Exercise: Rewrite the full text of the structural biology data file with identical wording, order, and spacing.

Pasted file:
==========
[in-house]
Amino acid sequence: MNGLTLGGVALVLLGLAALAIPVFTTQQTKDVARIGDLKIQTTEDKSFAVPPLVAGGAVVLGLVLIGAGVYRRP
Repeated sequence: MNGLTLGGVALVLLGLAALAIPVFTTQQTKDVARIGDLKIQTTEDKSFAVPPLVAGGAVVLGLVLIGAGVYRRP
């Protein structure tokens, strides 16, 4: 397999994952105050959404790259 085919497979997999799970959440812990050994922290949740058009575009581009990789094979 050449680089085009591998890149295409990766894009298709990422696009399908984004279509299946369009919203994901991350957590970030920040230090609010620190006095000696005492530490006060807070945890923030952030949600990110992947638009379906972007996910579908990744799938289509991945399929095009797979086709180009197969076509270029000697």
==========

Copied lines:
[in-house]
Amino acid sequence: MNGLTLGGVALVLLGLAALAIPVFTTQQTKDVARIGDLKIQTTEDKSFAVPPLVAGGAVVLGLVLIGAGVYRRP
Repeated sequence: MNGLTLGGVALVLLGLAALAIPVFTTQQTKDVARIGDLKIQTTEDKSFAVPPLVAGGAVVLGLVLIGAGVYRRP
């Protein structure tokens, strides 16, 4: 397999994952105050959404790259 085919497979997999799970959440812990050994922290949740058009575009581009990789094979 050449680089085009591998890149295409990766894009298709990422696009399908984004279509299946369009919203994901991350957590970030920040230090609010620190006095000696005492530490006060807070945890923030952030949600990110992947638009379906972007996910579908990744799938289509991945399929095009797979086709180009197969076509270029000697």